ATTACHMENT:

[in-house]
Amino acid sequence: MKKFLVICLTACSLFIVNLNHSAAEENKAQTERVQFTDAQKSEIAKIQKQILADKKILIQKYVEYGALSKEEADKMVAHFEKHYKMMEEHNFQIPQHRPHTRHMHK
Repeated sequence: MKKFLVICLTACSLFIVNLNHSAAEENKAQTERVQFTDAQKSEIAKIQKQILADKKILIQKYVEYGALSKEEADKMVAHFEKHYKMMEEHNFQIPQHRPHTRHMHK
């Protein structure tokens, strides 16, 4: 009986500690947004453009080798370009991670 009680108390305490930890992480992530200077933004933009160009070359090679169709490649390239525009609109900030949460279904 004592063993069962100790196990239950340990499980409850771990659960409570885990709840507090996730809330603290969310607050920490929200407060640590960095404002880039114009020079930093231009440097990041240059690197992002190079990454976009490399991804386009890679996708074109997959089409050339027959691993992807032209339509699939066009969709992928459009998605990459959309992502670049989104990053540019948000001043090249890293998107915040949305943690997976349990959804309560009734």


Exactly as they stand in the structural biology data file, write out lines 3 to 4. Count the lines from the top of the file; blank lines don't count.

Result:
Repeated sequence: MKKFLVICLTACSLFIVNLNHSAAEENKAQTERVQFTDAQKSEIAKIQKQILADKKILIQKYVEYGALSKEEADKMVAHFEKHYKMMEEHNFQIPQHRPHTRHMHK
């Protein structure tokens, strides 16, 4: 009986500690947004453009080798370009991670 009680108390305490930890992480992530200077933004933009160009070359090679169709490649390239525009609109900030949460279904 004592063993069962100790196990239950340990499980409850771990659960409570885990709840507090996730809330603290969310607050920490929200407060640590960095404002880039114009020079930093231009440097990041240059690197992002190079990454976009490399991804386009890679996708074109997959089409050339027959691993992807032209339509699939066009969709992928459009998605990459959309992502670049989104990053540019948000001043090249890293998107915040949305943690997976349990959804309560009734």